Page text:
By Ethen Kim Lieser
At the 2020 IRE in Dallas, Texas, Dmitry had a wonderful opportunity to sit down with Jim Hood (former Attorney General of Mississippi), Doug Quinn (APA Executive Director) and Heather Shapter (APA Membership Director) to discuss the controversial practices of insurance adjusters and the insurance industry as a whole.
People need a voice
Jim Hood, who was Mississippi’s Attorney General for 16 years, is supporting APA because he saw firsthand what homeowners had to endure after Hurricane Katrina in 2005. He became more involved when he found out that State Farm was committing fraud by changing engineering reports. As the state had a flood program that taxpayers paid for, the insurance companies had incentive to place blame on floodwaters, even though homeowners proved that much of the damage was caused by wind. Witnessing such injustice to homeowners and insurance companies continuing to reap profits from disasters, Hood embraced the role of giving people a voice and helping to balance the scales a bit.
Homeowners and taxpayers suffer
Hood told stories of other instances where insurance companies were telling their adjusters and engineers to flip the burden of proof, so they wouldn’t have to pay out the claims. Even when a suit was filed, the entire process took about four years, so many people just gave up and settled for what they could get. Hood added that he’s staying active in this area because he is sick of seeing companies dump the damage and costs to the hardworking taxpayers, which is just wrong on many fronts.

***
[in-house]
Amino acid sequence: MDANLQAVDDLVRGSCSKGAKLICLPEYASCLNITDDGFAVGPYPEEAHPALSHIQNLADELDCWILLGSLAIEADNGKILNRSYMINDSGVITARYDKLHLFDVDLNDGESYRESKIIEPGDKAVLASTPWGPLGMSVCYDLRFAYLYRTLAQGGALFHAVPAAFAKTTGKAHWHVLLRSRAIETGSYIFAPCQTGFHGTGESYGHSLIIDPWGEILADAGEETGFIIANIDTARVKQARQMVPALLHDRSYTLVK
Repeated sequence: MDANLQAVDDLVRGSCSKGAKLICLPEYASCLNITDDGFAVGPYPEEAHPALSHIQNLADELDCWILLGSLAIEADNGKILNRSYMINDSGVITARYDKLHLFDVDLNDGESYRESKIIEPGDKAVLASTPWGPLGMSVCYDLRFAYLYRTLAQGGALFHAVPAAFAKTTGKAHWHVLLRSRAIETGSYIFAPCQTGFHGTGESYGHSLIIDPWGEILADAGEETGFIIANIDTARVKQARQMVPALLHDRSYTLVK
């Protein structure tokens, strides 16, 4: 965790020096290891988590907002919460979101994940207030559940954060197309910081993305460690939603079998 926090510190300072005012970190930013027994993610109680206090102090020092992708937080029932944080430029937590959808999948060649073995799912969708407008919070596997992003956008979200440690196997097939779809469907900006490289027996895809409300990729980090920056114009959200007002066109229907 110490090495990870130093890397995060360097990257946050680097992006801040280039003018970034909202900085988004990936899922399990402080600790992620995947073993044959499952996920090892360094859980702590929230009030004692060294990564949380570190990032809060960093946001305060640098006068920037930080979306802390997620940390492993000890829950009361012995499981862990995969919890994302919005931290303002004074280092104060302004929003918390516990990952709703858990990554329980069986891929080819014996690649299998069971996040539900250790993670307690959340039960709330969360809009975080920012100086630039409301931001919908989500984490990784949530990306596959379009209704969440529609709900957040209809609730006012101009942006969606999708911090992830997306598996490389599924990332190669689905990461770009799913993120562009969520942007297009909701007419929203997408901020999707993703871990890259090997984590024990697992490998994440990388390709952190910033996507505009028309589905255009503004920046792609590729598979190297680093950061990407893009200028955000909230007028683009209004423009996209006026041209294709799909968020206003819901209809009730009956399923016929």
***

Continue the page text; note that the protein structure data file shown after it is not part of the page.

For Doug Quinn, he lived through what was discussed in 2012 during Hurricane Sandy. In the aftermath of his home being destroyed, Quinn witnessed firsthand how insurance companies hired engineers who spoke to causation in the rare instances in which the engineer on site actually agreed that it was storm damage. The report would then be sent back to the company for a peer review, and it was in that particular process that these companies were caught changing the data and information. In many instances, it ended up not being storm damage, thus not covered by their flood insurance.
Having faith in insurance
At that time, Quinn was a financial adviser who really believed in insurance and recommended tens of millions of dollars worth of insurance to his clients. He was adamant about the fact that APA is not anti-insurance, and that insurances are a great tool for the average American to protect him or herself. But from his experience after the devastating hurricane, Quinn had lost faith — these insurances weren’t working the way they had advertised them. With three to four feet of floodwater in his house, the home was completely destroyed. He lost everything he had owned. Quinn, though, mistakenly shrugged it off because he knew that he had insurance.
Pennies on the dollar